Huawei leak, iPhone sales, Pret food labelling, fracking: your commercial news round-up
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If commercial awareness means to you trawling through the broadsheet newspapers every day to find out what’s happening in the stock market, you’re probably doing it wrong. It’s about bitesize chunks of knowledge and keeping updated with the most recent goings on in the business world – and understanding how these cross over into the world of law, technology and politics. Find out more with our commercial news round-up for this week:
- Because we all needed a break from worrying about Brexit, the government decided to create headlines this week by sacking Defence Secretary Gavin Williamson over the Huawei leak. Information regarding the UK’s relationship with the Chinese telecoms company came out of a top-level National Security Council meeting, with Williamson strenuously denying that he was the source of the leak, although he did admit meeting with Daily Telegraph journalist Steven Swinford from whom the story originated. A particularly strongly-worded letter from Theresa May has been raising eyebrows, while Penny Mordaunt becomes the UK’s first female defence secretary.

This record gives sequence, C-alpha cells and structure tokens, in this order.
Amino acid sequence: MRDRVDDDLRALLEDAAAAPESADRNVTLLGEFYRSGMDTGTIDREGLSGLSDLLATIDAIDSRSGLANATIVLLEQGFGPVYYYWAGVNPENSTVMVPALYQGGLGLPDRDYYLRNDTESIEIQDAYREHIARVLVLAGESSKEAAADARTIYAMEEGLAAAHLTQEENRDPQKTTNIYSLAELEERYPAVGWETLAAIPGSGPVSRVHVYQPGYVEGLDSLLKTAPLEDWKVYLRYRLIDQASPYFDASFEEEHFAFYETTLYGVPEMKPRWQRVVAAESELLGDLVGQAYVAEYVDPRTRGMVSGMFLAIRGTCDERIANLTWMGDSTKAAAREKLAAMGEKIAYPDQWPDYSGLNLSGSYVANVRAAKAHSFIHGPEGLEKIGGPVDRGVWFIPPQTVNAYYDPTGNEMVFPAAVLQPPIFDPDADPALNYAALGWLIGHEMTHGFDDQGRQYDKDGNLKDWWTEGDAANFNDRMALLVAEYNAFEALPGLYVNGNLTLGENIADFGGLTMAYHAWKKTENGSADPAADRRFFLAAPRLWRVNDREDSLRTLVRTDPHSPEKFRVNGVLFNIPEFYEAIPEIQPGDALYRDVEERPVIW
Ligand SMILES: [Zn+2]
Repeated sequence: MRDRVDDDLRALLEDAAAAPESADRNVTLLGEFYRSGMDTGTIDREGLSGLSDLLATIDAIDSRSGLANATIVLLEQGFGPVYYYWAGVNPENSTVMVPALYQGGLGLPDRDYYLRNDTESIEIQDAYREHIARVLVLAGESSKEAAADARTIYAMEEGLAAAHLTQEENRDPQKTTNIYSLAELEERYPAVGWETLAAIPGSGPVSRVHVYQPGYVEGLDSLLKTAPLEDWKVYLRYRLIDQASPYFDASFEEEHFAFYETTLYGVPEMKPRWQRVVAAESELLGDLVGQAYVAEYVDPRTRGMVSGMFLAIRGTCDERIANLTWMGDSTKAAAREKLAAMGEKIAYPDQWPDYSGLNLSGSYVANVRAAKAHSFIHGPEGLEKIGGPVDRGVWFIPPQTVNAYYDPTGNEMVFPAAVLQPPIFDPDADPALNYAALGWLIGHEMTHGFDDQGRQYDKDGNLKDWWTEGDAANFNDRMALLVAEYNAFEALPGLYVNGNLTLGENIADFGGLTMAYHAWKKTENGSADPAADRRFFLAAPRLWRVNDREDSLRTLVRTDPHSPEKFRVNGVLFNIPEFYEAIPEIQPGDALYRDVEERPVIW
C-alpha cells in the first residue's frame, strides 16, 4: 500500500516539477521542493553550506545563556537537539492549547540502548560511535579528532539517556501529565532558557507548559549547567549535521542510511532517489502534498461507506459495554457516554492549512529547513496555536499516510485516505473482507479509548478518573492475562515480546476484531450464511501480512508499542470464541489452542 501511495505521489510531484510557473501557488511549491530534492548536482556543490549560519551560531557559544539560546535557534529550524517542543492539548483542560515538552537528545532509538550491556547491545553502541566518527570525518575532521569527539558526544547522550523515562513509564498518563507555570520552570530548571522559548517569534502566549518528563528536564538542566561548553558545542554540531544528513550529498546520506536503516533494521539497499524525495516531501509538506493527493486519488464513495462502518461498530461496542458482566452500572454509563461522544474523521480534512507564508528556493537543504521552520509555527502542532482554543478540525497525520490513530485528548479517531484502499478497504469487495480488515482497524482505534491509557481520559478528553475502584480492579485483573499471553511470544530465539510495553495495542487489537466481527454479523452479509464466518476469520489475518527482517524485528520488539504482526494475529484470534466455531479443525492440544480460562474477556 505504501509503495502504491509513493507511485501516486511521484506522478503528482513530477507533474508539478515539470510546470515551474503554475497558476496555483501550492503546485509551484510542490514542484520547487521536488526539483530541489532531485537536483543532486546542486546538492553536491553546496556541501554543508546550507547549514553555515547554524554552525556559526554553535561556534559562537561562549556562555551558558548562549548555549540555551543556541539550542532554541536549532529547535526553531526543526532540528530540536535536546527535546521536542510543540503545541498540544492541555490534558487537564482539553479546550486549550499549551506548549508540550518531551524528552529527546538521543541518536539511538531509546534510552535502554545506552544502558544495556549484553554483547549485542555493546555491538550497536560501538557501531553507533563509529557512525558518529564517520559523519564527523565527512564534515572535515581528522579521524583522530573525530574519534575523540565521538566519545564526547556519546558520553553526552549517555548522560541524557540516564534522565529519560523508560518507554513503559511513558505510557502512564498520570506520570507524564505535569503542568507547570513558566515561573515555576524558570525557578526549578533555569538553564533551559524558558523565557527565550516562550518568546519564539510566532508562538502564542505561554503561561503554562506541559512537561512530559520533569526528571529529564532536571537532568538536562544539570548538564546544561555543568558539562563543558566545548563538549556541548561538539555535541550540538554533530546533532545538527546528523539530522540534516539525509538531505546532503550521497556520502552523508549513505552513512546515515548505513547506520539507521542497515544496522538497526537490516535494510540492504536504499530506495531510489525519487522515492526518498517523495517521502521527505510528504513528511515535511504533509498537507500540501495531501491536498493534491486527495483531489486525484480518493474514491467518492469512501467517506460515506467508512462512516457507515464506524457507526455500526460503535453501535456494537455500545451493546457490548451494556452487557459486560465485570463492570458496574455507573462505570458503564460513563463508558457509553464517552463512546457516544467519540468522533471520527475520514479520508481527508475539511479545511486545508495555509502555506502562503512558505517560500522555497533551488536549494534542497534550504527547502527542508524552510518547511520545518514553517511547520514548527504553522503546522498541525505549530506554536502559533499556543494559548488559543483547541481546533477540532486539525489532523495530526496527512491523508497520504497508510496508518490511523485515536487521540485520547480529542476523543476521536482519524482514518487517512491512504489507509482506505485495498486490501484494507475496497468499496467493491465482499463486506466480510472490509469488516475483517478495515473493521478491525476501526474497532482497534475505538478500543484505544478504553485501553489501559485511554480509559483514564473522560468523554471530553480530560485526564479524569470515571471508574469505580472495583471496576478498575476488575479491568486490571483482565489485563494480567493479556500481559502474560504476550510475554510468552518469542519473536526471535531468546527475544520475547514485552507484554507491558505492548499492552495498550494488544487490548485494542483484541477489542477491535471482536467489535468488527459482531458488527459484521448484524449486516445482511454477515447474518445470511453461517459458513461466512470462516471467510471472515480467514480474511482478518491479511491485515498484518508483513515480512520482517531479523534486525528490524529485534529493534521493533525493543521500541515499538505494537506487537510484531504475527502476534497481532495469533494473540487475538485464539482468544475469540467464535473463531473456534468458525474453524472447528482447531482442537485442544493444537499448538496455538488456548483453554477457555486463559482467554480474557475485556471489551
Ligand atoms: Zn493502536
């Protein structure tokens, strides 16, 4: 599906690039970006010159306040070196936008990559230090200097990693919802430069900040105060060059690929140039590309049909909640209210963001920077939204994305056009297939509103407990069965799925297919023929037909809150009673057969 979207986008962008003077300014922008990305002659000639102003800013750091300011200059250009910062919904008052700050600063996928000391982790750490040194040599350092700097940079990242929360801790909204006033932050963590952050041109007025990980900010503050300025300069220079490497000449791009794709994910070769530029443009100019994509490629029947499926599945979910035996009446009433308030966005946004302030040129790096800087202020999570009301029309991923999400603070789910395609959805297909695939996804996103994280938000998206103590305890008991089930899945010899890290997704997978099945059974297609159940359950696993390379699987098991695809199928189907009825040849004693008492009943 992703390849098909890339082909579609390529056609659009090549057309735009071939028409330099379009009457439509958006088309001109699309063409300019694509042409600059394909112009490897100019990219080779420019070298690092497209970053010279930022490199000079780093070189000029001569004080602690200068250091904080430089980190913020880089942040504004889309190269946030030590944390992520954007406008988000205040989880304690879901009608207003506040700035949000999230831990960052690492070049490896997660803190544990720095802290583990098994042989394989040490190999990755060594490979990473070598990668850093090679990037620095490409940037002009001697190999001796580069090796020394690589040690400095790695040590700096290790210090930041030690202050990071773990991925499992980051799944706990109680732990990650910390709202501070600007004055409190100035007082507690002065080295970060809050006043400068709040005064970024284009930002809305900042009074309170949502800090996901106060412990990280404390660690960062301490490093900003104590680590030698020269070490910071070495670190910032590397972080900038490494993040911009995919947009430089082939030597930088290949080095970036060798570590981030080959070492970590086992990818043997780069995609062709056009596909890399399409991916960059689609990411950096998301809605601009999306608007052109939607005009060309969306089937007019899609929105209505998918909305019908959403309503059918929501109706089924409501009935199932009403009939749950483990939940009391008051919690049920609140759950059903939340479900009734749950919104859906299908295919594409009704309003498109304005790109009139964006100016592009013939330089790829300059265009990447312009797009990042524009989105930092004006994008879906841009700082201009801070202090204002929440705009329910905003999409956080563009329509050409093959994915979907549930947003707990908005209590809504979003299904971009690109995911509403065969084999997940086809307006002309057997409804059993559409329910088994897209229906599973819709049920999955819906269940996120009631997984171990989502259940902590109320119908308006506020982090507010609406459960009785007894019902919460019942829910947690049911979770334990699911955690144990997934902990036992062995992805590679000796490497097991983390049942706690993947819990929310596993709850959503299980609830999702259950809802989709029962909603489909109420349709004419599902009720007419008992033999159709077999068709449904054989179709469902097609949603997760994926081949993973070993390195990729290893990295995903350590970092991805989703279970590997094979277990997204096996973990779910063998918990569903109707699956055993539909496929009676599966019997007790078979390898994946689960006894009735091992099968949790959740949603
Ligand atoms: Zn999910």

- Consumers have been buying fewer iPhones as sales of the Apple products have fallen at their steepest rate ever. Revenue from the iPhone dropped by 17% in the first three months of the year. Despite the drop in sales, Apple’s chief executive remained optimistic, commenting that sales were stronger towards the end of March – especially in China where Apple recently cut the prices of iPhones in order to boost demand.
- BP posted its lowest quarterly profit for more than a year, describing the first quarter of 2019 as a “volatile period”. The energy giant said that its replacement cost-profit measure of £1.6 billion for the January-March period was 12% lower than the same period last year. The low profits were still higher than had been expected due to higher production and stronger trading earnings.
- Food chain Pret a Manger will start displaying the full list of ingredients on its freshly-made products after two customers died from allergic reactions to its sandwiches. Tablet computers will be put in place in every shop containing full details about the ingredients of products, with new labels and staff training being rolled out over the summer. The government is currently consulting on stricter allergen labelling.
- The controversial process of fracking was in the newspapers again this week as the UK’s shale gas commissioner, former Labour MP Natascha Engel, resigned after just six months in the role, claiming that the current government rules were making it impossible for the industry to fully function. Under the regulations, fracking must be suspended every time a 0.5 or higher magnitude tremor is detected. The government’s claim that the rules “strike the right balance of ensuring the industry can develop, while ensuring any operations are carried out safely”, while the millionaire boss of fracking firm Ineos called the government’s attitude “pathetic”.